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The 25 Best Music Videos of 2012

Our list includes three videos from Sigur Rós's Valtari Mystery Film Experiment. [Photo: XL]

The 25 Best Music Videos of 2012

The entries on this list offer a glimpse of the staggeringly dissimilar outcomes of music video's democratization, running the gamut from shiny, well-choreographed dance numbers to high-art conceptual pieces. There's no theme or mood uniting these videos aside from the fact that a director no longer needs a cadre of set designers, caterers, stylists, and dancers to craft a captivating vision—proving that the power to not only make media, but imaginative media that reaches a large swath of the public now rests in the hands of a large and diverse group of not-always-professional auteurs.  Kevin Liedel

25. Le1f, "Wut" (Director: Sam Jones). Wut indeed. The hips of this rebel of the neon god, whose couture appears to have been designed by Project Runway alum and androgyne Fabio Costa, exist to shake things up. And like this swagger, the video's practically Dadaist images are a hilariously winking "fuck you" to rap music's heterosexist bias.  Ed Gonzalez

24. Björk, "Mutual Core" (Director: Andrew Thomas Huang). Leave it to Björk to anthropomorphize the Earth's tectonic plates. The lyrics to "Mutual Core" sometimes feel like she's reading from a science textbook ("As fast as your fingernail grows/The Atlantic Ridge drifts"), but the video brings the song to explosive life, with Björk, naturally, in the role of neglected Mother Nature.  Sal Cinquemani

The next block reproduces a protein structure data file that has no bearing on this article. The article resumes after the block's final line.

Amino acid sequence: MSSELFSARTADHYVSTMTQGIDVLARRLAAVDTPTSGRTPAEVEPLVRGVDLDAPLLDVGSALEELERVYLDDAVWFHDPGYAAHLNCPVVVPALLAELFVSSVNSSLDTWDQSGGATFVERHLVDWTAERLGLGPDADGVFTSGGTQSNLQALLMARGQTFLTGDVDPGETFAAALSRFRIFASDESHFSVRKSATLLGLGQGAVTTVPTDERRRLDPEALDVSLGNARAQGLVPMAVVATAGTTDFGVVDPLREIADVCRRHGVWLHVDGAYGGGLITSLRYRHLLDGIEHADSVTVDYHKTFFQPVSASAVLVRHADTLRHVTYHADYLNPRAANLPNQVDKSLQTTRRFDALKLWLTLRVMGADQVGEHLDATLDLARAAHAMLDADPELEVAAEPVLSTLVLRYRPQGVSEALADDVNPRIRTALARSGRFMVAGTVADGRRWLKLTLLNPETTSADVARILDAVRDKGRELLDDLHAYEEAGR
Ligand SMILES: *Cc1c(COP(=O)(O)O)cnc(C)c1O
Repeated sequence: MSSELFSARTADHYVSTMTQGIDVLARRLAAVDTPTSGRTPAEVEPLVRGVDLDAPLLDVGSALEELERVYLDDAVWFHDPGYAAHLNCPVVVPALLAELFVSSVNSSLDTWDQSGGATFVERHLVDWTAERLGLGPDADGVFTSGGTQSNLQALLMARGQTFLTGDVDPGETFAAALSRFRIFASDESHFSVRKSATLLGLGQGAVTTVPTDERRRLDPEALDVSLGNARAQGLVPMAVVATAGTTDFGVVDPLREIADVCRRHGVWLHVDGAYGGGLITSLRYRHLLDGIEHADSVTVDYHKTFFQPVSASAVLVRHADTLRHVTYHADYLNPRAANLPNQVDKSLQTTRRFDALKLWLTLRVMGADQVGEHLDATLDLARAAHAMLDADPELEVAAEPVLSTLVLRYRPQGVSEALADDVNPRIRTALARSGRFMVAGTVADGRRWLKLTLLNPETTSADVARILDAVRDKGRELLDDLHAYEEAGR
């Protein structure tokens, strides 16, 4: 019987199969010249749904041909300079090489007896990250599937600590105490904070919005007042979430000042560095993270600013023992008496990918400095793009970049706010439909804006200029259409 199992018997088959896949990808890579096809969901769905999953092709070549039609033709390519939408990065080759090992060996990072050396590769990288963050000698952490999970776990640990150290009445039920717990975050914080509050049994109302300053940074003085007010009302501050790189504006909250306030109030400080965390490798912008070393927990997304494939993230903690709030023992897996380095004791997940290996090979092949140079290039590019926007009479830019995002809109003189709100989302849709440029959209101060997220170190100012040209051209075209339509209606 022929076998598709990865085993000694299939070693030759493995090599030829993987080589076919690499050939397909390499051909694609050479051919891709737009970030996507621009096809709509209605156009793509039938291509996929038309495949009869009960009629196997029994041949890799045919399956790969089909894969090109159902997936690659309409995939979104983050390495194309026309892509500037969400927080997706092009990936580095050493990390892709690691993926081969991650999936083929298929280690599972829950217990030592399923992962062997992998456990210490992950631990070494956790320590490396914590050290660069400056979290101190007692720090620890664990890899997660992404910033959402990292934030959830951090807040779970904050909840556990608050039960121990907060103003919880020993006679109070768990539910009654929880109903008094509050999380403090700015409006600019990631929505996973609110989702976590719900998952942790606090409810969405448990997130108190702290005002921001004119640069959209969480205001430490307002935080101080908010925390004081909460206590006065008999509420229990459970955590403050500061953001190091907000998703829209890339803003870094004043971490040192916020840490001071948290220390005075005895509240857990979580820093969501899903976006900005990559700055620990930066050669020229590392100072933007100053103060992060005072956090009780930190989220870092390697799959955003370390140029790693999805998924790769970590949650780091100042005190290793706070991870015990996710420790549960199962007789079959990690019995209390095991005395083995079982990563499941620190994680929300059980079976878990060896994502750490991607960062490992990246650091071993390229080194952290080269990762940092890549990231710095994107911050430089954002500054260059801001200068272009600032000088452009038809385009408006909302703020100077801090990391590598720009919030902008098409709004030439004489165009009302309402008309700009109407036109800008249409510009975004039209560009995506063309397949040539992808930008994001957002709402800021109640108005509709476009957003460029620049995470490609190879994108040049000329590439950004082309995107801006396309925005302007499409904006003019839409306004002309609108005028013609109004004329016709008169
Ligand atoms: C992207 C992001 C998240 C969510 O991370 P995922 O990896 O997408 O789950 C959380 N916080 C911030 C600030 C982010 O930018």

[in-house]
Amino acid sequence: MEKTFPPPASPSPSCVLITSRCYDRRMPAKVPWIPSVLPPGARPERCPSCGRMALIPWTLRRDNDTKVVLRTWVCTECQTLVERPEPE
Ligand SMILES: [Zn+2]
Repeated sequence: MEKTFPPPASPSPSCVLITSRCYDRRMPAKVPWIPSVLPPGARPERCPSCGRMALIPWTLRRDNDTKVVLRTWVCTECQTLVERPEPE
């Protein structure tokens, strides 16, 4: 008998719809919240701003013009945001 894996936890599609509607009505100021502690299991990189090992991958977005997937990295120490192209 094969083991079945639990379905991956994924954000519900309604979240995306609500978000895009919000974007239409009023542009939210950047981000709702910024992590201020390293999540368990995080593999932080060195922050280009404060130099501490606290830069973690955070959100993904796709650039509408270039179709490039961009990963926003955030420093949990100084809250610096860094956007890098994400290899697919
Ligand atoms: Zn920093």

23. Sigur Rós, "Ekki Múkk" (Director: Nick Abrahams). Practically a rebuke to the fable of the Scorpion and the Frog, starring Game of Thrones's Petyr Baelish being guided across a vast field by a wise snail toward an injured fox he comforts in its last moments. The snail's narration can be a bit on the nose, but the mood of loss and loneliness is striking, as is the image of three creatures of different sizes meeting each other on the same level of mortal understanding.  Gonzalez

22. Major Lazer, "Get Free" (Director: SoMe). "I just can't believe what they've done to me/We can never get free," Amber from Dirty Projectors sings on Major Lazer's "Get Free," her plaintive lamentation juxtaposed with images of people doing precisely that in the streets, gyms, salons, and discotheques of Jamaica.  Cinquemani

21. M.I.A., "Bad Girls" (Director: Romain Gavras). Wonderfully ridiculous in its juxtaposition of American excess and stereotypical Middle Eastern imagery, M.I.A.'s "Bad Girls" treats viewers to illegal desert races full of drifting BMWs, burning oil wells, and hijab chic. In the middle of it all is M.I.A. herself, and deservedly so, as few other artists could lace such a wild, colorful collage with powerful but subtle nods to Saudi Arabia's "women to drive" movement.  Liedel

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